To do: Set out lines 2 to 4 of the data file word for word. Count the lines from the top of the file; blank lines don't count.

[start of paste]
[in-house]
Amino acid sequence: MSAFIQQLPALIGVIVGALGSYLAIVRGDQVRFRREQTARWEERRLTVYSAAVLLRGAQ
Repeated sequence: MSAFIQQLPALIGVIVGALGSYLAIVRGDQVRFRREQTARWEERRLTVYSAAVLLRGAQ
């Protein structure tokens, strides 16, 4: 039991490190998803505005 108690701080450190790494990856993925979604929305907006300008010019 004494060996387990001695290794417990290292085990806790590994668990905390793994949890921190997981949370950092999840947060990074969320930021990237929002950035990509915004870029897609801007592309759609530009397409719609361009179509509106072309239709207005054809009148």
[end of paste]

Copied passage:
Amino acid sequence: MSAFIQQLPALIGVIVGALGSYLAIVRGDQVRFRREQTARWEERRLTVYSAAVLLRGAQ
Repeated sequence: MSAFIQQLPALIGVIVGALGSYLAIVRGDQVRFRREQTARWEERRLTVYSAAVLLRGAQ
């Protein structure tokens, strides 16, 4: 039991490190998803505005 108690701080450190790494990856993925979604929305907006300008010019 004494060996387990001695290794417990290292085990806790590994668990905390793994949890921190997981949370950092999840947060990074969320930021990237929002950035990509915004870029897609801007592309759609530009397409719609361009179509509106072309239709207005054809009148």